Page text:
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2020-Apr-11 - Wooroloo - Back Wall #25
Being the Easter Weekend, I have worked on the construction every day.

I won't localise each job to a particular day as it has turned in to one big blur and I have forgotten already.

All of the infills needed additional thickness.

If you combine two pieces of 90 x 45 mm pine you end up with 90 mm (actually 91 mm in this case).

Now I need four infills of thickness 104, 98, 98, 106 mm - so I need to glue something extra on to the back of each one.

For the 98 mm pieces I just used some 6 mm ply.

For the 104 and 106 mm pieces I was contemplating some 20 mm ply but then decided that this would be a termite risk.

Instead I ripped a piece of 90 x 45 pine in half and biscuit joined this on to the back of the infills.

Once the glue had set I then used the thicknesser to reduce the front face of the infill down to the requred 104 or 106 mm.

The infills will be very securely bolted to the steel columns using 200 mm bolts that pass through the 75 mm columns and then through the infills. There will be square washers on both sides to spread the load over the surfaces.

In addition, I want to secure the infills top and bottom - at the bottom to floor boards and at the top to the recently installed headers.

At first, I thought that the top and bottom brackets, required to do this, would interfere with the square washers at these positions.

Then it occured to me that by making the brackets a little longer they could also fulfill the function of the square washers at these positions.

The upshot of this is that I needed to design these brackets carefully and choose the appropriate fasteners to secure them.

In order for the brackets to avoid interfering with the free placement of the window frames I calculated that I needed to rebate by 25 mm. The same applies for the square washers.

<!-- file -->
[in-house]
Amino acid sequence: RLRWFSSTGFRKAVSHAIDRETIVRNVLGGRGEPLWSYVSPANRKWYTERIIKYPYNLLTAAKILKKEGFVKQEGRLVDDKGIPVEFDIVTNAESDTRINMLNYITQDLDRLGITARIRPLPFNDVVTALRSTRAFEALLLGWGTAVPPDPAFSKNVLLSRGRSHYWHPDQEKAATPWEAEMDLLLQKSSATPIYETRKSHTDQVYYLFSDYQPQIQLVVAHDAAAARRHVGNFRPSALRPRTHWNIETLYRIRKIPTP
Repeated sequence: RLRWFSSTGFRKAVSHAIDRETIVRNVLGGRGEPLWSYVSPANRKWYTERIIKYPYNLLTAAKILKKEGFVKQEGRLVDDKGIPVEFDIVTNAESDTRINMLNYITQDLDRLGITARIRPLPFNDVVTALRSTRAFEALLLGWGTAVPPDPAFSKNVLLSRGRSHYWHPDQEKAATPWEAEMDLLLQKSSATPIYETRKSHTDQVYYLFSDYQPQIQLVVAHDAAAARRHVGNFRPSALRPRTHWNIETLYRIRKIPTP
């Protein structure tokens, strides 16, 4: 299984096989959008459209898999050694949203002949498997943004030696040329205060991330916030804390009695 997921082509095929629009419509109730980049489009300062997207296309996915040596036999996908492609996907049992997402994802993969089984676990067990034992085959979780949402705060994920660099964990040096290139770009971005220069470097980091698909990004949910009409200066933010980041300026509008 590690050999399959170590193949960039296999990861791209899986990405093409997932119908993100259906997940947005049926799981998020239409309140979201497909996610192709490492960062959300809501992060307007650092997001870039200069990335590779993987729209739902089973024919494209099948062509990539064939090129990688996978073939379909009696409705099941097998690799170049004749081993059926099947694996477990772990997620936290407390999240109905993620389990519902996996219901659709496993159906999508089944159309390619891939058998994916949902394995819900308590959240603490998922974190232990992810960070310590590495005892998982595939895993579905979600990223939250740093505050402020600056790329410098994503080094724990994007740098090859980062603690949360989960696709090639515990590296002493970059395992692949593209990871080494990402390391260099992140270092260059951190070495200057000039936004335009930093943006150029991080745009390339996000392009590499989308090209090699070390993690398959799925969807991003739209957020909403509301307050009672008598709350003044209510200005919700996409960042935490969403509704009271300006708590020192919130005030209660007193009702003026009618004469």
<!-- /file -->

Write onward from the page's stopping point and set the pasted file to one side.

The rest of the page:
I had a careful examiniation of all the screws (both wood and metal) and coach screws in my possession.

This led to a 2 hour sorting session - which for some reason I found very satisfying.

Also, to create the brackets themselves, I had a good rummage through all the scrap metal I have collected.

I found some excellent candidates - these were left over brackets from when I worked on supporting the bay windows at the front of the house.

All they needed was some trimming with the cut off saw and some additional holes using the drill press.

I also used the drill press to accurately drill 12 mm holes through the infills.


Now I know which day this is as I am typing this up on Sunday evening.

First thing this morning, I carried the other three infills up to the workshop to drill 12mm holes using the drill press.

After this I had to carry all 4 of them down again to my other work area where I have an old school radial arm saw.

I had to spend some time reinstalling my dado blade set and then I gradually worked through each beam cutting all the required rebates.

This was a bit time consuming as I had to keep readjusting the depth of cut for the varying sizes of timber.

Also I had to keep cleaning up the sawdust as the timber is CCA treated - I wore a face mask and kept brushing down my work clothes.

Finally I test installed all the brackets.

Tomorrow I need to apply an oil based primer to the timbers and some cold galvanising to all the brackets.


Lots of painting all day - the infills, the brackets, bolts that I ground the square shoulder off, square washers where I enlarged the central hole.

Infill dimensions achieved.

Drilling 12 mm mounting holes through the infills

Brackets and screws for top and bottom

Setting up dado blade in radial arm saw


Trial install of brackets

Painting, painting, painting